Are you seeing any particular efforts or key strategies to assist with the current and following years fiscal budgets? 

Dr. Bonnette mentioned that the pandemic will likely impact fiscal budgets and spending for at least the next two years, that now is the time to find efficiencies within the operations and to consider a new way of looking at business.   One strategic goal to focus on is to create philanthropy among students, for financial aid and student affairs to work with students.  It is important to look at short term expenses to provide application to work across all areas.  Now is the time to explore what changes need to be made and take note of the things that won’t change.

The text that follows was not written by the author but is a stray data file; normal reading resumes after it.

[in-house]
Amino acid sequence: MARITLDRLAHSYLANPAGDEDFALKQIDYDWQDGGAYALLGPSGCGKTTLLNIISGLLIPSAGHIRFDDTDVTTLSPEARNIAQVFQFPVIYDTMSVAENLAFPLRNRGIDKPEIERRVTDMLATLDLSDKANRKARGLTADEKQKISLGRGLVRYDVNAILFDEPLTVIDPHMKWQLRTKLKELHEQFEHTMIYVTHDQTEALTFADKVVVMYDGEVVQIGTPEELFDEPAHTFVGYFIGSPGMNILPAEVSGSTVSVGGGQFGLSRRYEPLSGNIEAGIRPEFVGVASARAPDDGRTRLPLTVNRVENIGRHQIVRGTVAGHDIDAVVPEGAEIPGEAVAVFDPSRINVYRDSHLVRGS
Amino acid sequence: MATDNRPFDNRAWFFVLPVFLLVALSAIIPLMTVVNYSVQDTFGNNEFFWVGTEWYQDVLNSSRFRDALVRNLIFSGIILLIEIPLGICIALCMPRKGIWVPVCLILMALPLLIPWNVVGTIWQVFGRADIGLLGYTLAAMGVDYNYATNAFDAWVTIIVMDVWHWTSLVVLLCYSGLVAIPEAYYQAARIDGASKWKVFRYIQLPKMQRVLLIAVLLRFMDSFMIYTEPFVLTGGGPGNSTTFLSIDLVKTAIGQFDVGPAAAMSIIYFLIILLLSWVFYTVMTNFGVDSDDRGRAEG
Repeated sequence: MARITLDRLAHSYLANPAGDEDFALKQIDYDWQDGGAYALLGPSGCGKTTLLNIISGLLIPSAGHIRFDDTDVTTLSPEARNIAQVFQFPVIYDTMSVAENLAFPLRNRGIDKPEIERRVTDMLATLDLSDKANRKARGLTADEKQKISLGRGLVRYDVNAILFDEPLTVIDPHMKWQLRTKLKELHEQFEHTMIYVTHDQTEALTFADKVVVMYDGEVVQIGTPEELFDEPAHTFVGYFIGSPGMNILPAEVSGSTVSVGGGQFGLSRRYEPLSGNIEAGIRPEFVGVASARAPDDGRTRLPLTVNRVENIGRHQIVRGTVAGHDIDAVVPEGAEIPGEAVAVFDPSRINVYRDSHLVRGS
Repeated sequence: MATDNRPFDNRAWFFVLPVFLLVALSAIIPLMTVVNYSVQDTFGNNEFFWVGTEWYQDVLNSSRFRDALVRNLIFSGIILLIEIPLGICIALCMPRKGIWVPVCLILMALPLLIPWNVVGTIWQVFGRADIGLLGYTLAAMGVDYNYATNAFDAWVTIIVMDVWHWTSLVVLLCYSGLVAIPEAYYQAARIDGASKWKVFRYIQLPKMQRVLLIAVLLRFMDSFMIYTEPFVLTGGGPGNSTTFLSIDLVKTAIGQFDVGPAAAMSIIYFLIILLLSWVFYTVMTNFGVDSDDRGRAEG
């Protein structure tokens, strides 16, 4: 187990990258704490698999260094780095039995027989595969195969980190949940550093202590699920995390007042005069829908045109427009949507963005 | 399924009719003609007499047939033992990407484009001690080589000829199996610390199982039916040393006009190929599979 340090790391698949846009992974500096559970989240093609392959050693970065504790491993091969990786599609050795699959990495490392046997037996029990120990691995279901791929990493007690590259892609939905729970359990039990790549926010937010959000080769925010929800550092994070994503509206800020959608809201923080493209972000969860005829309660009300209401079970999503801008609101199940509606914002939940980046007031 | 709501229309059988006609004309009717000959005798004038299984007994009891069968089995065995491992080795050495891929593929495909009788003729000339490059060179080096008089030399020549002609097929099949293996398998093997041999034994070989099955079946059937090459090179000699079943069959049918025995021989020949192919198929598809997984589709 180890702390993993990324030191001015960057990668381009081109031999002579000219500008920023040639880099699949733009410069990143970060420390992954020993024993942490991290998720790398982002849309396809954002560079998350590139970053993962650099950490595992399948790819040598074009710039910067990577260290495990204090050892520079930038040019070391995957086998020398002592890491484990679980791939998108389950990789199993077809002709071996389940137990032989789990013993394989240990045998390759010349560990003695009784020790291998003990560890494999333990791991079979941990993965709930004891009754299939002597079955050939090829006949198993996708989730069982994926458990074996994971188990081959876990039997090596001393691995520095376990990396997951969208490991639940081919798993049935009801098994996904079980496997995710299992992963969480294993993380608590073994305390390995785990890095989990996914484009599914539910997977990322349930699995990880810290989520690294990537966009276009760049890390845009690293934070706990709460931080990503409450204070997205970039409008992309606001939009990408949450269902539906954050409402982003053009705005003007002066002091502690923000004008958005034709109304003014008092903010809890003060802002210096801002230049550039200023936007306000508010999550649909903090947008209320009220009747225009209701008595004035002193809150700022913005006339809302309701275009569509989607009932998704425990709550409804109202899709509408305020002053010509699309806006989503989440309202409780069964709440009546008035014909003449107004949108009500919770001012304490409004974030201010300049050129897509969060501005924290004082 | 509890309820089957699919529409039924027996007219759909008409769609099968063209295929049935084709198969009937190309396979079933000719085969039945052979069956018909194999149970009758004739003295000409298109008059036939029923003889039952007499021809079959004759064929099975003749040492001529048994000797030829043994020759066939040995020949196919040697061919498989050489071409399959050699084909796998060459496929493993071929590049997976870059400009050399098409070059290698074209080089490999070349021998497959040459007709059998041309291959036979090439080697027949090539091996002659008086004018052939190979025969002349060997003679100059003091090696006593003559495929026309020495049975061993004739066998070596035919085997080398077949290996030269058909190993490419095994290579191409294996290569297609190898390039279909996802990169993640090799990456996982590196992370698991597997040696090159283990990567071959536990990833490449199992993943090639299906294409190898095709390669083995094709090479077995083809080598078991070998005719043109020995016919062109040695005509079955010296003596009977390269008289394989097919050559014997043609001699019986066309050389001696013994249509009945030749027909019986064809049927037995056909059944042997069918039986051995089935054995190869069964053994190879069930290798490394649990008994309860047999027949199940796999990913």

What data is most relevant for leaders during this time? What data points are critical?

Dr. Kinzie reflected that some change management strategies don’t emphasize results enough to inform their work.  In this case institutions need to look at how they plan and how to be more proactive.  She stated that to prepare, institutions need to rely on assessment data they’ve been collecting, from times before COVID-19 as well as during the pandemic, and consider what needs to be preserved moving forward.   Assessment can be used to communicate internally and externally to the students, faculty, staff, and public.  Dr. Kinzie cautioned that the pandemic will likely increase the already existent scrutiny on college value and expose inequities that are part of the education experience.  Because of this there will be a need to focus on student performance, who is doing well and by what measures, and how to address and accommodate student needs and make sure they are successful moving into the fall semester.

As a president what data are you using?